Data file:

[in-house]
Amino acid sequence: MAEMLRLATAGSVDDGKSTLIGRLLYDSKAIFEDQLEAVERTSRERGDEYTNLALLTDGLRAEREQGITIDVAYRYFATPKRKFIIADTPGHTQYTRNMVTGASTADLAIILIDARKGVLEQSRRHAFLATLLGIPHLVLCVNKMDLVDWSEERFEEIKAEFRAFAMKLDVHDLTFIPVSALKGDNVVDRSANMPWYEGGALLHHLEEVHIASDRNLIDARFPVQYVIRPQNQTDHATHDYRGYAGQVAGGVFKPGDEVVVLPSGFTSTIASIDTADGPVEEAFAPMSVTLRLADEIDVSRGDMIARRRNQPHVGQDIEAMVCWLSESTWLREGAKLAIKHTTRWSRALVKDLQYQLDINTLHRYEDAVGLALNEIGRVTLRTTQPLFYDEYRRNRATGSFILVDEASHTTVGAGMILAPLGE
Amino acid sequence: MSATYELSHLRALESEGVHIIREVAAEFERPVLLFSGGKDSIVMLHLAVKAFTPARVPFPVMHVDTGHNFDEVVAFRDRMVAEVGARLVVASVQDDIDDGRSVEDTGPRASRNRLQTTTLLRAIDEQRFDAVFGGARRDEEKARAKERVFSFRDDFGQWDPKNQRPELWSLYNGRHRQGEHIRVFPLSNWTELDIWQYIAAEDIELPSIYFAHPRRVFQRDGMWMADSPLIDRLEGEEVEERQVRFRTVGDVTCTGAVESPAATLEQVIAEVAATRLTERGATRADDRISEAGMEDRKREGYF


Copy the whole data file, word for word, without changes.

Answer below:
[in-house]
Amino acid sequence: MAEMLRLATAGSVDDGKSTLIGRLLYDSKAIFEDQLEAVERTSRERGDEYTNLALLTDGLRAEREQGITIDVAYRYFATPKRKFIIADTPGHTQYTRNMVTGASTADLAIILIDARKGVLEQSRRHAFLATLLGIPHLVLCVNKMDLVDWSEERFEEIKAEFRAFAMKLDVHDLTFIPVSALKGDNVVDRSANMPWYEGGALLHHLEEVHIASDRNLIDARFPVQYVIRPQNQTDHATHDYRGYAGQVAGGVFKPGDEVVVLPSGFTSTIASIDTADGPVEEAFAPMSVTLRLADEIDVSRGDMIARRRNQPHVGQDIEAMVCWLSESTWLREGAKLAIKHTTRWSRALVKDLQYQLDINTLHRYEDAVGLALNEIGRVTLRTTQPLFYDEYRRNRATGSFILVDEASHTTVGAGMILAPLGE
Amino acid sequence: MSATYELSHLRALESEGVHIIREVAAEFERPVLLFSGGKDSIVMLHLAVKAFTPARVPFPVMHVDTGHNFDEVVAFRDRMVAEVGARLVVASVQDDIDDGRSVEDTGPRASRNRLQTTTLLRAIDEQRFDAVFGGARRDEEKARAKERVFSFRDDFGQWDPKNQRPELWSLYNGRHRQGEHIRVFPLSNWTELDIWQYIAAEDIELPSIYFAHPRRVFQRDGMWMADSPLIDRLEGEEVEERQVRFRTVGDVTCTGAVESPAATLEQVIAEVAATRLTERGATRADDRISEAGMEDRKREGYF